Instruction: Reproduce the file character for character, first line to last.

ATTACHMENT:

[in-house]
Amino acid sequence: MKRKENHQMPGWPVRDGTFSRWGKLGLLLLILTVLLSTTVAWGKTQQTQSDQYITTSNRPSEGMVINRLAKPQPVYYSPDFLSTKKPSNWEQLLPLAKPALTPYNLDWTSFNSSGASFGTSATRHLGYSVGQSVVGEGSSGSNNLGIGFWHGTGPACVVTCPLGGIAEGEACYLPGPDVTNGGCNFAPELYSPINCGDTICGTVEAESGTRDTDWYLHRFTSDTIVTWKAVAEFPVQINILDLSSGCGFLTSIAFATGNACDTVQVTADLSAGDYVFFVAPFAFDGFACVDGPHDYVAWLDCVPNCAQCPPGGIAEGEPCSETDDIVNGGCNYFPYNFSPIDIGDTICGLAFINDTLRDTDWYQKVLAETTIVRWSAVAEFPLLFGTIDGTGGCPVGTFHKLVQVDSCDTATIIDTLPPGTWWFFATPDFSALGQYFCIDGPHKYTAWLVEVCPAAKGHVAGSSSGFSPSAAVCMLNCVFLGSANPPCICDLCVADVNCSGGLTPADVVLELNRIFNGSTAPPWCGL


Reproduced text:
[in-house]
Amino acid sequence: MKRKENHQMPGWPVRDGTFSRWGKLGLLLLILTVLLSTTVAWGKTQQTQSDQYITTSNRPSEGMVINRLAKPQPVYYSPDFLSTKKPSNWEQLLPLAKPALTPYNLDWTSFNSSGASFGTSATRHLGYSVGQSVVGEGSSGSNNLGIGFWHGTGPACVVTCPLGGIAEGEACYLPGPDVTNGGCNFAPELYSPINCGDTICGTVEAESGTRDTDWYLHRFTSDTIVTWKAVAEFPVQINILDLSSGCGFLTSIAFATGNACDTVQVTADLSAGDYVFFVAPFAFDGFACVDGPHDYVAWLDCVPNCAQCPPGGIAEGEPCSETDDIVNGGCNYFPYNFSPIDIGDTICGLAFINDTLRDTDWYQKVLAETTIVRWSAVAEFPLLFGTIDGTGGCPVGTFHKLVQVDSCDTATIIDTLPPGTWWFFATPDFSALGQYFCIDGPHKYTAWLVEVCPAAKGHVAGSSSGFSPSAAVCMLNCVFLGSANPPCICDLCVADVNCSGGLTPADVVLELNRIFNGSTAPPWCGL